Do you know that the largest joints in the human body are in your knees? Taking on their fair share of impact, these joints can only take so much.

You may know your body, including your knees, and your activity limits; but how well? For instance, you’re motivated, you’re moving and grooving with your activity of choice when OUCH! now you have pain in your knees. But you sucked it up, pressed-on, and have more pain.

What do you do? Do you risk making your pain, and the condition causing it, worse? Moreover, do you know if your knee condition is structural or inflammatory?

How can you tell the difference between structural and inflammatory knee problems? According to Charles Bush-Joseph, MD (Rush University Medical Center), Structural damage is present when knees are visibly swollen or cannot get into a squatting position with knees at 90-degree angles. Inflammatory damage is over-use of your knees caused by improper lifting of heavy objects, poor flexibility, bad shoes, muscle weakness, or starting a high-impact fitness routine without warming-up.

The Key? Know your limits. Knee pain is not discriminatory, “It can happen to anyone at any age,” says Bush-Joseph.

What’s next? STOP! Always let pain be your guide. If you start having pain, temporarily discontinue the activity. If your pain lasts longer than 2-weeks after starting back up, it’s a good idea to consult your physician for a proper diagnosis and treatment.

Remember movement is the key to your freedom! Staying active helps control weight and build muscle, both of which can help protect your knees from further damage when done properly. Because healthy, strong pain-free knees can make all the difference in the world!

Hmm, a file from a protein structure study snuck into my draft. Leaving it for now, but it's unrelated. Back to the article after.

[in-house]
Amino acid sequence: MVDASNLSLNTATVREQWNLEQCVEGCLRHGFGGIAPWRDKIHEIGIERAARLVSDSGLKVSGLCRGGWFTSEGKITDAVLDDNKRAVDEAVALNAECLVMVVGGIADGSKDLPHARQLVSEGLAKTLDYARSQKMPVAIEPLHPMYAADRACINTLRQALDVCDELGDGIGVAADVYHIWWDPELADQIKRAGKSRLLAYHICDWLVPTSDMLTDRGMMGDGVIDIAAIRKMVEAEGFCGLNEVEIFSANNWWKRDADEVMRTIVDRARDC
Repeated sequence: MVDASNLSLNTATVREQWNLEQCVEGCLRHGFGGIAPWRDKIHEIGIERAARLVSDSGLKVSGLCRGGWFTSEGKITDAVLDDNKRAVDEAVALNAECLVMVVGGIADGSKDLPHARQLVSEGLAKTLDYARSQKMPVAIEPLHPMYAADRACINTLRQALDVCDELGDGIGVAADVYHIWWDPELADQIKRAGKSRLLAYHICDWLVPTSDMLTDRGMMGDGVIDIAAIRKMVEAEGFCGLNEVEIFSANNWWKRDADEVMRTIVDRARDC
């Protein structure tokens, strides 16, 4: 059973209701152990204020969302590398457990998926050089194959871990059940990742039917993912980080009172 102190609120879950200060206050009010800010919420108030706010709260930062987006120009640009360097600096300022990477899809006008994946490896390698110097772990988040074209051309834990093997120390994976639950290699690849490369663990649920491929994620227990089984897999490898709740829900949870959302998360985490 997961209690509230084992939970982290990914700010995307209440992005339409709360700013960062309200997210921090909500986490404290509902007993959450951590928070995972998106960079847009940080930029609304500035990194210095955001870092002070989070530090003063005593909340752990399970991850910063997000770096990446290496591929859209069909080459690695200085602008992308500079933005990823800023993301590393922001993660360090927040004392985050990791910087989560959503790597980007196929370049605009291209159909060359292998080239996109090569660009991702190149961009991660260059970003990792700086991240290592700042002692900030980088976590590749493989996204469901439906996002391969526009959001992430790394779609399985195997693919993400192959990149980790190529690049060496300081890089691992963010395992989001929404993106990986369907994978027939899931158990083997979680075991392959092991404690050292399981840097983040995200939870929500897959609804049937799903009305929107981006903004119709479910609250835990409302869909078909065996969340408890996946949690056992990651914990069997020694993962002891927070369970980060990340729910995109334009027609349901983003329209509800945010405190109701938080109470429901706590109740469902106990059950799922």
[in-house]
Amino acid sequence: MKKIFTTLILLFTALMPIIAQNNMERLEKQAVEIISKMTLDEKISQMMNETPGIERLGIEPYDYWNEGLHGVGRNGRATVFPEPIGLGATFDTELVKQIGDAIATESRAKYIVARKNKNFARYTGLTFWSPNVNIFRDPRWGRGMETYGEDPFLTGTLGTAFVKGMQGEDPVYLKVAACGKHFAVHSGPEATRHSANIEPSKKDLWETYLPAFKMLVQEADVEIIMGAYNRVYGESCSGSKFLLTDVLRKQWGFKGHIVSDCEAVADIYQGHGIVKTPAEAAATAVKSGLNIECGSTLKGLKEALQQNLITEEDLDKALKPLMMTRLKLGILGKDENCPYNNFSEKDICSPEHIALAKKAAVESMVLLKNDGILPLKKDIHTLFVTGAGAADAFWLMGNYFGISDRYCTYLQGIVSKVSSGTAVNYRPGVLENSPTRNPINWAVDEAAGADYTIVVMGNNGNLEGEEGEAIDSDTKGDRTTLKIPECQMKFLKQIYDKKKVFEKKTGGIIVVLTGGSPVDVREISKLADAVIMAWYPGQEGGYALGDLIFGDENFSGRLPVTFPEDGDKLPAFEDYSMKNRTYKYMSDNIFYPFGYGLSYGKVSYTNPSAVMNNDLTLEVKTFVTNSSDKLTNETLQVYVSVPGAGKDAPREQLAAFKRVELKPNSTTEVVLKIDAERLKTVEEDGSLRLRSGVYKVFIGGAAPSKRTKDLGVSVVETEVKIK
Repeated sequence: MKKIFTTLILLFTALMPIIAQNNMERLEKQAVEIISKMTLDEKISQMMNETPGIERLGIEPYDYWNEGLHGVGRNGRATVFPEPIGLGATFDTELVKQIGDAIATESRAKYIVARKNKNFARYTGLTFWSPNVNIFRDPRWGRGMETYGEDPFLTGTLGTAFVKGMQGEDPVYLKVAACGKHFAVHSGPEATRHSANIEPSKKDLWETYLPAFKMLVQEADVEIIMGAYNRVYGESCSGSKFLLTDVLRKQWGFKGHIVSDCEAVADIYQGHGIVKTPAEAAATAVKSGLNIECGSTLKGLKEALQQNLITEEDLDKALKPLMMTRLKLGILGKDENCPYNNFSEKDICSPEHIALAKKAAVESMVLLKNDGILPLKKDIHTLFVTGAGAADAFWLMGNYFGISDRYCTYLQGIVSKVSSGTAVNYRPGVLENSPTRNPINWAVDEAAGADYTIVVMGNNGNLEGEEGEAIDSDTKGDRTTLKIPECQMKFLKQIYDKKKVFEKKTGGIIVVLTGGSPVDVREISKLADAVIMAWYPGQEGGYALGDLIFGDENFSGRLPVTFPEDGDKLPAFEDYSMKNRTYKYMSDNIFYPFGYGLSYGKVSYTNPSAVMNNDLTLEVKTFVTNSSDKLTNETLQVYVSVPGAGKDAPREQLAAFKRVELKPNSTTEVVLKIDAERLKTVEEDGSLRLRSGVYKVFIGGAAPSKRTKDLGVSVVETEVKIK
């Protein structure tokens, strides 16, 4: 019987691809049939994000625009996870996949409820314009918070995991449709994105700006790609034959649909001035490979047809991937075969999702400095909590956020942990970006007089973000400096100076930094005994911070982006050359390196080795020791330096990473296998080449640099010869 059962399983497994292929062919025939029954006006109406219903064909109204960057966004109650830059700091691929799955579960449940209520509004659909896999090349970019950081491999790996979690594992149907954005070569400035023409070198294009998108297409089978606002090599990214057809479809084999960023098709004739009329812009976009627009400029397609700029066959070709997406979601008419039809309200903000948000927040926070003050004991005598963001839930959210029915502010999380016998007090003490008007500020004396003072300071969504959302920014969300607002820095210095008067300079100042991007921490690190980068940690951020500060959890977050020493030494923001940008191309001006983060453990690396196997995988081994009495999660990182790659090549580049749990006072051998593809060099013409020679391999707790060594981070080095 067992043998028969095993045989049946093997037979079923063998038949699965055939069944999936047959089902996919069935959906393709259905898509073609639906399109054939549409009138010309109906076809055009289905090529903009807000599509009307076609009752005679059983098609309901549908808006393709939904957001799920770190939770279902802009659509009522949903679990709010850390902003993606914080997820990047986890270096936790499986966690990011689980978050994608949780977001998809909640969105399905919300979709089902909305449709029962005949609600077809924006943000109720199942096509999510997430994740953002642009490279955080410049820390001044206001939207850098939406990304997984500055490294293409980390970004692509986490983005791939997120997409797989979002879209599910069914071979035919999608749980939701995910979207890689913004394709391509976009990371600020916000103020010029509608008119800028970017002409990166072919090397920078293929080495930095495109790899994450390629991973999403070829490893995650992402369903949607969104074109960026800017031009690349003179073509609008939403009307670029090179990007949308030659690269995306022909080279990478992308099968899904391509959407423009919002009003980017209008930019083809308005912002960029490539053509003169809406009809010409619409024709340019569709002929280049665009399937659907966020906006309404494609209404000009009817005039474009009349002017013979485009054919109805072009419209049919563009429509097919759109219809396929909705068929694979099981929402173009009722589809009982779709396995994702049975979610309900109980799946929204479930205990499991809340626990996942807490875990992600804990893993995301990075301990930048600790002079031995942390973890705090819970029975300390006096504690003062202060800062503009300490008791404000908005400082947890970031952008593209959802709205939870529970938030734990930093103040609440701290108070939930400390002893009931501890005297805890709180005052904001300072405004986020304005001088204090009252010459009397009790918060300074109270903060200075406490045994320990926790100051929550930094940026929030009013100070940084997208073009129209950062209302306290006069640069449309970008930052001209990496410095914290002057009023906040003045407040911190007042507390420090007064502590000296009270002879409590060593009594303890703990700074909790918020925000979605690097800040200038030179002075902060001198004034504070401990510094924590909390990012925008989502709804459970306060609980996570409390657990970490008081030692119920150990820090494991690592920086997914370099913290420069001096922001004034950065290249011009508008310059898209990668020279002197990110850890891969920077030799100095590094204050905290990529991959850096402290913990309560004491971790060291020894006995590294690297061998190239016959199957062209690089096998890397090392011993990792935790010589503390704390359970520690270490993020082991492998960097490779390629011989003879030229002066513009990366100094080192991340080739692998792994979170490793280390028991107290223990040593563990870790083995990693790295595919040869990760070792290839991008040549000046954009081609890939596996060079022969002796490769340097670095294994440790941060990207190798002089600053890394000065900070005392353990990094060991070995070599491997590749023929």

Exercises for Seniors to Stay Active During “Social Distancing”

The coronavirus outbreak has disrupted our lives and forced us to change our habits, including hindering most group fitness activities. Whether you like to do your own thing outside, take a class, or work one-on-one with a personal trainer, you might be feeling a little lost when it comes to staying active in your own home.

Exercising is important to our health in a variety of ways. It can improve strength, improve balance, give you more energy, prevent or delay disease, improve mood, and improve cognitive function. As long as your doctor says it’s safe for you to exercise, you should workout to improve the quality and increase the longevity of your life.

It may be daunting to start an exercise program at home, so we’ve broken down some exercises you can do with just one piece of equipment: a chair.

(Remember during this time that it’s important to keep your body moving and also to keep yourself safe, but never attempt an exercise routine without confirming with your doctor that it’s safe to do so. These chair exercises are a great way to strengthen your muscles and get your heart rate up in this time of “social distancing.”)